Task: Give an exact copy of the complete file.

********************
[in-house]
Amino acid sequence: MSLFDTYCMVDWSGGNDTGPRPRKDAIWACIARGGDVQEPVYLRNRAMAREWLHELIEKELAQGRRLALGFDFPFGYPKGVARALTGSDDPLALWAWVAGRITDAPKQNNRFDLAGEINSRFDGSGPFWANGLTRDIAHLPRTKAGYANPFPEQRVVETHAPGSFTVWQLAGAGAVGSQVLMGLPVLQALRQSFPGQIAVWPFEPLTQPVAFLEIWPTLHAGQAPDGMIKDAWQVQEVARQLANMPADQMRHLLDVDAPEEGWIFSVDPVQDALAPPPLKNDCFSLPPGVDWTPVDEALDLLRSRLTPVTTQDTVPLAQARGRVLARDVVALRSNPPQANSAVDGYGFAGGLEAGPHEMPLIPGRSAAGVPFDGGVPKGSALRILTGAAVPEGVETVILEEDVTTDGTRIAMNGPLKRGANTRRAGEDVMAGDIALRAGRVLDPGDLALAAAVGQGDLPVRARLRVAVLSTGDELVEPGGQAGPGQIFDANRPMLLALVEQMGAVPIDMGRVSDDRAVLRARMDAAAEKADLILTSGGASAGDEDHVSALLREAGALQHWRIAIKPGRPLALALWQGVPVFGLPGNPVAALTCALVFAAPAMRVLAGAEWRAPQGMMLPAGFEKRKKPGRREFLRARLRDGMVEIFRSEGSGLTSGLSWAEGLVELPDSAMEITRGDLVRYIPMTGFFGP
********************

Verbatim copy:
[in-house]
Amino acid sequence: MSLFDTYCMVDWSGGNDTGPRPRKDAIWACIARGGDVQEPVYLRNRAMAREWLHELIEKELAQGRRLALGFDFPFGYPKGVARALTGSDDPLALWAWVAGRITDAPKQNNRFDLAGEINSRFDGSGPFWANGLTRDIAHLPRTKAGYANPFPEQRVVETHAPGSFTVWQLAGAGAVGSQVLMGLPVLQALRQSFPGQIAVWPFEPLTQPVAFLEIWPTLHAGQAPDGMIKDAWQVQEVARQLANMPADQMRHLLDVDAPEEGWIFSVDPVQDALAPPPLKNDCFSLPPGVDWTPVDEALDLLRSRLTPVTTQDTVPLAQARGRVLARDVVALRSNPPQANSAVDGYGFAGGLEAGPHEMPLIPGRSAAGVPFDGGVPKGSALRILTGAAVPEGVETVILEEDVTTDGTRIAMNGPLKRGANTRRAGEDVMAGDIALRAGRVLDPGDLALAAAVGQGDLPVRARLRVAVLSTGDELVEPGGQAGPGQIFDANRPMLLALVEQMGAVPIDMGRVSDDRAVLRARMDAAAEKADLILTSGGASAGDEDHVSALLREAGALQHWRIAIKPGRPLALALWQGVPVFGLPGNPVAALTCALVFAAPAMRVLAGAEWRAPQGMMLPAGFEKRKKPGRREFLRARLRDGMVEIFRSEGSGLTSGLSWAEGLVELPDSAMEITRGDLVRYIPMTGFFGP